Numbers game
These concerted efforts have led to positive results, Di Gregorio says. “We are happy to report that on the energy management initiative for the Government of Ras Al Khaimah, from the first months of activation, we were able to achieve over 10% of savings in energy and water consumption due to the efficiency measures that have been taken”, he says. “Since there were no investments made in equipment to achieve these savings, the benefit was perceived immediately. Of course, we will need continuity of effort to maintain and improve this performance. However, the initiative proves that a well-defined energy management process can quickly lead to important returns compared to the very limited cost that it entails.”

Di Gregorio says that Ras Al Khaimah has also surpassed AED 7 million of yearly guaranteed savings from contracted retrofit projects, and more savings will come in the near future from a pipeline of several hundred buildings, currently at different stages of the evaluation and tendering process. “All these projects have not only their savings guaranteed for a minimum five-year period, but they also have an average payback time between three and four years, with some cases even below three years,” he says. “This is a clear demonstration that investments in energy efficiency are some of the best investments any business can make to reduce their operational costs and improve their bottom-line results.”

A learning process

For Pereira, the past few months have been a learning experience for the Reem office, especially in testing and reporting the value of increasingly connected systems and digitalisation. “The habit disruption that COVID-19 brought also taught us that operational optimisation based on ‘fixed controls’, such as equipment scheduling or similar, is not flexible enough to accommodate the rapidly changing environment,” he says. “We need to have ‘smart controls’ in place that can react quickly and effectively to the changes in occupancy, working hours, operational usage of spaces and cooling requirements. Only then can we truly minimise the inefficiencies that otherwise will be present in the day-to-day operations.”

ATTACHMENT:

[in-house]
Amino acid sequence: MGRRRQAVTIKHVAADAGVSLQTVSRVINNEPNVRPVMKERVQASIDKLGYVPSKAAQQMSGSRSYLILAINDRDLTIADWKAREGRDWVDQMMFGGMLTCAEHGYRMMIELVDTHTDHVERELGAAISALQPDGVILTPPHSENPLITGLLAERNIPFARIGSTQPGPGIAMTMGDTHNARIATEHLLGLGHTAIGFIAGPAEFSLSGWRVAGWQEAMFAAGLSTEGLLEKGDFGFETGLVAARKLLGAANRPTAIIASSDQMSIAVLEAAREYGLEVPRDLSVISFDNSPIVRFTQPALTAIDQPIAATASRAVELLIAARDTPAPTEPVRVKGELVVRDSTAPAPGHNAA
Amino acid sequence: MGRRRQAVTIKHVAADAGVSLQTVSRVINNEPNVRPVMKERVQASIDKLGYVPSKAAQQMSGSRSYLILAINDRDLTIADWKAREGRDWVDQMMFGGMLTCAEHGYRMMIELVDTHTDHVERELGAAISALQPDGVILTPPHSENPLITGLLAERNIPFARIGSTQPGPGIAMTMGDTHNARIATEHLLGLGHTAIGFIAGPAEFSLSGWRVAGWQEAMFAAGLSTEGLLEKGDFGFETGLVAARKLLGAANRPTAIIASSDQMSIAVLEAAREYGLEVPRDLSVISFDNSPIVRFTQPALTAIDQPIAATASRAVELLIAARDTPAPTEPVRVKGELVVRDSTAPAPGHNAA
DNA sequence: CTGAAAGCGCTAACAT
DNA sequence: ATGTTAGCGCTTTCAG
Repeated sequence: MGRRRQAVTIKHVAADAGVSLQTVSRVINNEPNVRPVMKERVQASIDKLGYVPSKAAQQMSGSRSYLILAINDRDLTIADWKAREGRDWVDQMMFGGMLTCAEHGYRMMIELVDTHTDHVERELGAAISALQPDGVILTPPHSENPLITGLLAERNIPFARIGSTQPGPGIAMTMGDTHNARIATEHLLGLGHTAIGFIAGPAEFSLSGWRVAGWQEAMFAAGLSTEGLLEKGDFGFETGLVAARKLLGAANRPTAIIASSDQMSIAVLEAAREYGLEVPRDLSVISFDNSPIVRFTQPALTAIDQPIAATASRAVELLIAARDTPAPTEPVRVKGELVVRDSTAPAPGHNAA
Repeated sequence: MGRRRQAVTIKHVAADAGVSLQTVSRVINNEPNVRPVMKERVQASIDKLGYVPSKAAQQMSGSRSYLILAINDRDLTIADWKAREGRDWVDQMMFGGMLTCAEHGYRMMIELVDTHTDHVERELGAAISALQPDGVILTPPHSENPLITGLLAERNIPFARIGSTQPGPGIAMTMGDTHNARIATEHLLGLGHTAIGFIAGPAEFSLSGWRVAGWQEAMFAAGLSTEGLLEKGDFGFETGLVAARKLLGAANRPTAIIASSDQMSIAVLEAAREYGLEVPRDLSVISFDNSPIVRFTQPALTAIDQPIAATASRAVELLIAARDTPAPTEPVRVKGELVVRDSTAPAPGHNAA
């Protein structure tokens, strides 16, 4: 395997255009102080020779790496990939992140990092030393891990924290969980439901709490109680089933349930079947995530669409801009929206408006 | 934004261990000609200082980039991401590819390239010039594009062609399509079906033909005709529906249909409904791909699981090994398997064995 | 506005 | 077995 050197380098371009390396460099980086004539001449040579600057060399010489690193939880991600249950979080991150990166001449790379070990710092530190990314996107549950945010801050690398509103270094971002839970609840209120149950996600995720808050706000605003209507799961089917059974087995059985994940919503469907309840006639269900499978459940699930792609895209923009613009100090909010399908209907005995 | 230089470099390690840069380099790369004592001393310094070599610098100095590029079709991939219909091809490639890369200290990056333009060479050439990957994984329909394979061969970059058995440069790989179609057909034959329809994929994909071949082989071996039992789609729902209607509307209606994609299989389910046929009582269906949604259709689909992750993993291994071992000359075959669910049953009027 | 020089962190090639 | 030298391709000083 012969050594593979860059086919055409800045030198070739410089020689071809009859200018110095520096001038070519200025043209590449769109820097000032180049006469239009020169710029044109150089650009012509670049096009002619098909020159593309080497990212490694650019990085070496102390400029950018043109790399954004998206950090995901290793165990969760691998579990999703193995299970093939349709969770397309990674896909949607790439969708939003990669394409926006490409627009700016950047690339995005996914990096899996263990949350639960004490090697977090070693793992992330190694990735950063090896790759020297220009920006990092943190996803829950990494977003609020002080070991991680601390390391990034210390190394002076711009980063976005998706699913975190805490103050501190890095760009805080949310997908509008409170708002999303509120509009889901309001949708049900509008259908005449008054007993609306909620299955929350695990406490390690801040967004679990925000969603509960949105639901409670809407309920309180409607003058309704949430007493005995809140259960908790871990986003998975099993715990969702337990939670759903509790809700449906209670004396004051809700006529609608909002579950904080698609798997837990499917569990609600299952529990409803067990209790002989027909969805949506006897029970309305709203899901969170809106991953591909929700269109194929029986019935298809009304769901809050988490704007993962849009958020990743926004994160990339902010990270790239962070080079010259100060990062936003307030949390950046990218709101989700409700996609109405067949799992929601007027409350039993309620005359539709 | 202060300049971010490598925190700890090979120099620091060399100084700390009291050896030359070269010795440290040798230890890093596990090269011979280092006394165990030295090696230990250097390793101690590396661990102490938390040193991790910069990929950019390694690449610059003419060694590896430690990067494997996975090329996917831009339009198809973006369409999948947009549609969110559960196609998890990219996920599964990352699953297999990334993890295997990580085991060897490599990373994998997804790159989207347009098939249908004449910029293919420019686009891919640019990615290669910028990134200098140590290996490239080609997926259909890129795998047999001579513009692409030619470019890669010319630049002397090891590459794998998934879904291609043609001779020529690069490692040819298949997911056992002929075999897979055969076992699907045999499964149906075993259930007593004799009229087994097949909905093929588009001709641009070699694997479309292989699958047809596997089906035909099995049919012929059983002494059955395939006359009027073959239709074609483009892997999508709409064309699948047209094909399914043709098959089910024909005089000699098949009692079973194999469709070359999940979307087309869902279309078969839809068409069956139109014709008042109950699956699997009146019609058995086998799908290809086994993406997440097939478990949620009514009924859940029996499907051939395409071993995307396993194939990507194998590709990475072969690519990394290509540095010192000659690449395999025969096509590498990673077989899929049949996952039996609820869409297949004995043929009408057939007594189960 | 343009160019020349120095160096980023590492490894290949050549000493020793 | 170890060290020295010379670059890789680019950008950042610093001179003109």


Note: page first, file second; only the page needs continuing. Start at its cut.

Agreeing, Di Gregorio adds that involvement of all building users is also paramount to the success of various energy-efficiency initiatives. “It has to start with an awareness and communication plan to make sure everyone understands the challenges and what each one can do to help,” he says. “Simple, concrete measures that are reflected in actual, measurable results that are, in turn, shared with everyone, closing the loop. If this loop is effectively made, people become more and more engaged and interested in seeing how their involvement and actions lead to concrete and recognised results.”